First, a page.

When a wealthy Georgia couple decides to end their marriage, the high stakes could inspire lengthy disputes and costly court battles. Such drama is not inevitable, however, as long as the spouses manage their emotions and embrace compromises. Individuals with a high net worth might also run companies, and they should consider how the divorce could impact operations and profits.
When Georgia couples get a divorce and have a 401(k) or pension to divide, they will need a document called a "qualified domestic relations order". This is one of several steps they will need to take in dividing these types of assets while avoiding paying unnecessary penalties or taxes or one person getting more than an equitable share of the account.
Individuals going through the divorce process in Georgia may need to consider how they will share custody, who will get ownership of the home, and how they will divide shared assets. The situation becomes more challenging when one or both spouses are entrepreneurs. In this case, one's business could be the largest asset that they have.
For many Georgia estranged couples, the question of how to divide credit card debt in a divorce can be just as critical as how marital assets will be split. Many wealthy couples have significant debts, and it can be important to account for this as part of the property division process. One of the most critical items to consider is jointly held credit card debt. Joint cards belong to both spouses as co-owners, so both are liable for the full amount owed. Therefore, many financial experts advise that joint debt should be eliminated as part of the divorce agreement.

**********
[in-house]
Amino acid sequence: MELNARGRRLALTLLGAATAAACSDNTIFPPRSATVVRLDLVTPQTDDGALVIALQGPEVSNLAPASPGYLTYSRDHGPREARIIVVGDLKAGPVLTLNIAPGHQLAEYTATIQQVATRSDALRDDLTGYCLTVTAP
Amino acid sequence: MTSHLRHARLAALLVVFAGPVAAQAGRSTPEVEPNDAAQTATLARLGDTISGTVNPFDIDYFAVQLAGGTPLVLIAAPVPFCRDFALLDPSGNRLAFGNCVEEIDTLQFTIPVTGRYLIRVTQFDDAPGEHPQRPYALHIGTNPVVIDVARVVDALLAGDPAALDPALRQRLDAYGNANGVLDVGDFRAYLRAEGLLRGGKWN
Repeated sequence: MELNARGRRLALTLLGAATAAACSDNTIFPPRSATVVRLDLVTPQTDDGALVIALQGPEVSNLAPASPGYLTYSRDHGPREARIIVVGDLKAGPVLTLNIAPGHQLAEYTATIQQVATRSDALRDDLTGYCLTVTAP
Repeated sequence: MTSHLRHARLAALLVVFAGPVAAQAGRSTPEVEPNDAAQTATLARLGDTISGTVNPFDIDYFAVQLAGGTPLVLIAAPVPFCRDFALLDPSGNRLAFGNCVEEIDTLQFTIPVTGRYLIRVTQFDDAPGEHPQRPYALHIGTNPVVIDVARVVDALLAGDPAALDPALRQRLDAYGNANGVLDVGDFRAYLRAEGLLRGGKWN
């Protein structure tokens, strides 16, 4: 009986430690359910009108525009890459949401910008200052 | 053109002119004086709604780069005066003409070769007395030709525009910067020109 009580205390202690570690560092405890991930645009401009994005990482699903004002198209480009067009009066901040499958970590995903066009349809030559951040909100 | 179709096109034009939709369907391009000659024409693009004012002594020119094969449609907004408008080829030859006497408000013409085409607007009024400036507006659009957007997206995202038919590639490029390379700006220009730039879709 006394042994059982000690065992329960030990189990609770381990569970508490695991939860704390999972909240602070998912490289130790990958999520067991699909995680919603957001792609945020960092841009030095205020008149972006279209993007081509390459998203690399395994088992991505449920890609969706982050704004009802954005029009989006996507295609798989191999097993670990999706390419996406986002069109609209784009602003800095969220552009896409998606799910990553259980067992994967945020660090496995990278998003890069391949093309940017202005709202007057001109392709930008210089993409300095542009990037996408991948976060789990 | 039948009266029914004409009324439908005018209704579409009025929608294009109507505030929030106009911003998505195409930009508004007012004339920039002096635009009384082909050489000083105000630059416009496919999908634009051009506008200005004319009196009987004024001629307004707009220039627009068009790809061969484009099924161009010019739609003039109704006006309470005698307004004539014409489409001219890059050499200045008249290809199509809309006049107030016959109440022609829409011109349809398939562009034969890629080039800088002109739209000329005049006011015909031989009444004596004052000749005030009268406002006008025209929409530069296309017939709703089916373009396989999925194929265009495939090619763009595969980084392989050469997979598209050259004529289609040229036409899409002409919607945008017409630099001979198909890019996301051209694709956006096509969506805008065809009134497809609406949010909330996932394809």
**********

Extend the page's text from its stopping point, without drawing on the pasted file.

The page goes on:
After parents in Georgia get a divorce, one may be able to claim head of household and claim a tax credit for their child. However, determining how this is done can be confusing.
Addressing the division of assets in a divorce can be a contentious issue. However, before Georgia couples agree to any terms regarding how their assets are to be split, it is important that they first consider the tax ramifications of their decisions.
Retirement accounts are often an important issue for Georgia couples who divorce later in life after the age of 50. The end of 2018 marks a time of significant change regarding how divorced couples will handle their taxes. Among the biggest differences is that after January 1, 2019, tax regulations will no longer allow deductions for alimony payments, and payments will no longer count as income for the person receiving them. Some observers had predicted that the change would lead to a rush of divorce settlements during 2018.
Over the past several years, divorce has been on the rise for people over 50. Some older couples in Georgia who get a divorce may have complicated finances that make the process of property division complex. For example, more and more people are investing in annuities, but these can present problems when it is necessary to divide them in a divorce. They all have different types of rules and can lose value when split, so some couples opt instead for one person to keep the annuity and the other person to take a different asset.
Divorcing your spouse is a painful and frustrating situation that can seem to drag on for a lifetime. It is especially difficult if there are several high value assets like homes, vehicles or cash between the two of you which need to be divided. It's not uncommon for people to try to hide assets during a divorce, thereby keeping more for themselves when everything is said and done.
As Georgia residents and others welcome the arrival of spring weather, it may also be time for spring financial cleaning. This can be especially worthwhile for those who are going through a divorce. Obtaining documents before the divorce process starts can make it easier to have the information needed to negotiate a fair settlement. By getting this information early, a spouse won't have to ask a separated partner to willingly provide it.